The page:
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Insecure: Season 1/ Episode 3 "Racist As Fuck" – Overview/ Review (with Spoilers)

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Overview

Issa owns up to her end of her and Lawrence’s relationship problems, as Molly finally gets into “The League.” Also, Issa shows she is more than a token at work.

Review (with Spoilers)

I scream glory, glory hallelujah for while I can usually find a whole bunch of issues with a show to the point it becomes draining to watch by episode 3, or sometimes 5, Issa Rae is keeping things relatively fresh. Be it by including culturally relevant dialog and scenarios, or by just keeping characters from becoming two-dimensional. Not to forget, not abusing the rapping thing or even making things too weird, random or awkward.

Main Plot (with Commentary)

Topic 1: At Least He Is Trying (Lawrence)

Thus far the show has made Lawrence seem like a bum. However, we are reminded it takes two to make a relationship work or become broken. So, rather than continue the cycle of making Lawrence seem like a bum Issa needs to move on from, finally he is given some focus. We get to see him try to get a job of his caliber, listen to Issa and try to be a better boyfriend, and also we see how they went from lovey-dovey to the state they are in. Making it where things become equal in a way. A welcome change for considering the moves Molly is making, there needs to be one semi-stable relationship here.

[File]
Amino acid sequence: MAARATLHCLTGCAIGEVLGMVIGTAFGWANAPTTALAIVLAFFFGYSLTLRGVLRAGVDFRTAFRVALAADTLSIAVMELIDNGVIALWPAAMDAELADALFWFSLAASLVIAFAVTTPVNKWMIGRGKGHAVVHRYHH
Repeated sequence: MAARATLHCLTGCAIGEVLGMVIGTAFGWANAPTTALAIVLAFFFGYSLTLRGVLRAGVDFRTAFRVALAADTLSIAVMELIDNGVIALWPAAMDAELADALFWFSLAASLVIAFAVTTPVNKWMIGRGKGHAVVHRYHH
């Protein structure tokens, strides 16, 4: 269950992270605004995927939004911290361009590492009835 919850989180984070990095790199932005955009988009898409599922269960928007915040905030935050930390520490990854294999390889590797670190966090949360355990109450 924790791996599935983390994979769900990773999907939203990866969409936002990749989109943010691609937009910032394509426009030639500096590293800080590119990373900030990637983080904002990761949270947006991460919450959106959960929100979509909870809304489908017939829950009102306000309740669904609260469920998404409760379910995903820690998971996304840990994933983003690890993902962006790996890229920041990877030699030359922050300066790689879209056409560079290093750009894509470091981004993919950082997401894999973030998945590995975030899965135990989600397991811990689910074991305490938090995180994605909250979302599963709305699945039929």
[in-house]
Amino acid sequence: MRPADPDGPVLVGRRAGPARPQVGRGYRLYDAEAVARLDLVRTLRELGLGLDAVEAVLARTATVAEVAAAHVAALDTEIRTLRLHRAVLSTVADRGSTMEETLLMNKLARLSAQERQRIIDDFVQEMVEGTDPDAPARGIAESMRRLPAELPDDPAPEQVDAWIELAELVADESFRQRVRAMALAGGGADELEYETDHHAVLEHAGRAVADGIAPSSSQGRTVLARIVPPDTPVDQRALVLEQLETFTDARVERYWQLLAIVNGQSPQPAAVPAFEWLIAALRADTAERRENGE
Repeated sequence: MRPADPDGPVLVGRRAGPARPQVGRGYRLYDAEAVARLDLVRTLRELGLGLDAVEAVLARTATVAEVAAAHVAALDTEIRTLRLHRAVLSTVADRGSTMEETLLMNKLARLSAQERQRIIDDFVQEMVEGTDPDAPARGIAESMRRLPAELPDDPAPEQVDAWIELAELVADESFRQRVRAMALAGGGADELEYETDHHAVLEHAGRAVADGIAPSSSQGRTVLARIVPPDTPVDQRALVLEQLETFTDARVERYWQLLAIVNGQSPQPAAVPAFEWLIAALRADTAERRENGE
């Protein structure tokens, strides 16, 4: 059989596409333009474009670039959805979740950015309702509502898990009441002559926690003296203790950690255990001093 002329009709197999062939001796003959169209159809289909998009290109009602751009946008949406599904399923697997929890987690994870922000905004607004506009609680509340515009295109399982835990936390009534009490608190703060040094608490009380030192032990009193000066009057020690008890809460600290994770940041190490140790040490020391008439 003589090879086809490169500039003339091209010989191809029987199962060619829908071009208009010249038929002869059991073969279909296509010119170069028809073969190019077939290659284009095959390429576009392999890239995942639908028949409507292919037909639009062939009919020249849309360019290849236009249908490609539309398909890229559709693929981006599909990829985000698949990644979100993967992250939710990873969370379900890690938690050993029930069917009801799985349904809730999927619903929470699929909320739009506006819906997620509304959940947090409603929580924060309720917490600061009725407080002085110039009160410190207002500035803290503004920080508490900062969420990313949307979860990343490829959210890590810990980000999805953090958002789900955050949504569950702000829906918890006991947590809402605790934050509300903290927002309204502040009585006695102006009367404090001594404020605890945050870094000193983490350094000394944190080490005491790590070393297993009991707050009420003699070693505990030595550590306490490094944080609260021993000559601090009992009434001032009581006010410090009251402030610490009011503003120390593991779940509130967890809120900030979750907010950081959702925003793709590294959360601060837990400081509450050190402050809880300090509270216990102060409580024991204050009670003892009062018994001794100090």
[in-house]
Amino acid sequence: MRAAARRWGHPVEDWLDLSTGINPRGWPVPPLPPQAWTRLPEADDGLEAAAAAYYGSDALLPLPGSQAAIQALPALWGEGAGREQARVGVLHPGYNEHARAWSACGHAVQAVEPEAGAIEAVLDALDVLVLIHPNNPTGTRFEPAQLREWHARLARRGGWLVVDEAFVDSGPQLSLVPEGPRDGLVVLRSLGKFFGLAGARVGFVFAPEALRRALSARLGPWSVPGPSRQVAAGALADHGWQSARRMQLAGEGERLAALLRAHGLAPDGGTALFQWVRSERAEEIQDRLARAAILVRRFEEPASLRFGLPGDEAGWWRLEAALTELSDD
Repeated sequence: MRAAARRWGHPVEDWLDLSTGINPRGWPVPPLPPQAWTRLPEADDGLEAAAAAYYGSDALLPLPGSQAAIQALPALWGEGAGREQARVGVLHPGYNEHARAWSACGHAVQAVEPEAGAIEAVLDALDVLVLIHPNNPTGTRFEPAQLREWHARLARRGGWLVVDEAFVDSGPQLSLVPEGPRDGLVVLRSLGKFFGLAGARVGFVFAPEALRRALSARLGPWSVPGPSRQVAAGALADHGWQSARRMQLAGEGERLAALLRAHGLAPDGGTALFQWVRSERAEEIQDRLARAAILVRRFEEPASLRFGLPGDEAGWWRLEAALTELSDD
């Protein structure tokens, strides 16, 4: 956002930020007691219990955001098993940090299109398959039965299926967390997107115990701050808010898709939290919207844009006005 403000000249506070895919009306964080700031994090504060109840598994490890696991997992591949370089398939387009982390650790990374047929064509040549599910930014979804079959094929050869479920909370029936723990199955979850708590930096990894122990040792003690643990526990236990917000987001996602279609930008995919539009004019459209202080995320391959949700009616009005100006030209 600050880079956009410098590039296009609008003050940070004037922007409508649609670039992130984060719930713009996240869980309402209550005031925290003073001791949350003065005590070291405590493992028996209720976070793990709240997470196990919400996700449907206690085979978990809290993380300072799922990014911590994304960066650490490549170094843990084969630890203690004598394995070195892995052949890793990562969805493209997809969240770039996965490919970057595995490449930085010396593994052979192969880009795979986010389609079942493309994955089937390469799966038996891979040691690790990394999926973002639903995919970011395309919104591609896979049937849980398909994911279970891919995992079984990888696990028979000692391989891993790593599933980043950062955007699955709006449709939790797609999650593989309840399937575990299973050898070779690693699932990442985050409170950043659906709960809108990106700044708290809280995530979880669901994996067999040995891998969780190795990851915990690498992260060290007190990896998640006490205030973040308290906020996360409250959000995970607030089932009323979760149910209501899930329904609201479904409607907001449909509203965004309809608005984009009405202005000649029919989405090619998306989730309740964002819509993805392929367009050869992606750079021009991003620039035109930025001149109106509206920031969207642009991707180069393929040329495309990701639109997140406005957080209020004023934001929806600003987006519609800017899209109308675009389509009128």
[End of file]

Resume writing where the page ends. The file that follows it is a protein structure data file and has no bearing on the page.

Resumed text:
Topic 2: Where Are My Props? (Issa)

After the presentation she flopped, Issa has to prove herself. For nevermind Joanne being disappointed and questioning if she is serious, now her co-workers are not only talking behind her back but e-mailing behind her back too! Luckily Frieda (Lisa Joyce) is seemingly on Issa’s side. I mean, she doesn’t seem like she should be trusted with every worry and fear, but at least she seems like the type of double agent that can be put to some use.

But what really matters is the kids and thanks to Molly’s suggestion, it seems the beach trash pickup is a success. Granted, Kitty (Veronica Mannion) and Ken (Mason McCulley) say some low-key racist things in regards to why the kids don’t swim and assuming they don’t need suntan lotion but otherwise, the event is a success! Heck, even Sarah (Sujata Day) gives props. Though with her giving props and trying to present some us vs. them crap, Issa peeps her BS and raps about it.

Topic 3: What Goes Around Comes Around (Molly)

It honestly seemed that Jered (Langston Kerman) may have been the one for Molly. He got along with her friends Kelli (Natasha Rothwell) and Tiffany (Amanda Seales), and then he noted he didn’t go to college and feels he didn’t miss out. Now, while Molly remembers where she came from, that doesn’t mean she wants somewhere still there. So with Jered working at a rent a car place, and her getting in the league, she starts playing him like so many men played her.

On top of that, the new girl named Rasheeda (Gail Bean) she decides to try to speak to her about code-switching. Which doesn’t go well for while Molly maybe a bit frightened, or cautious, of being too hood around the office, Rasheeda is as boisterous as she wants to be. Which she tells Molly is not a hindrance from her successes at all. Hence why she was the editor of the law review at one time.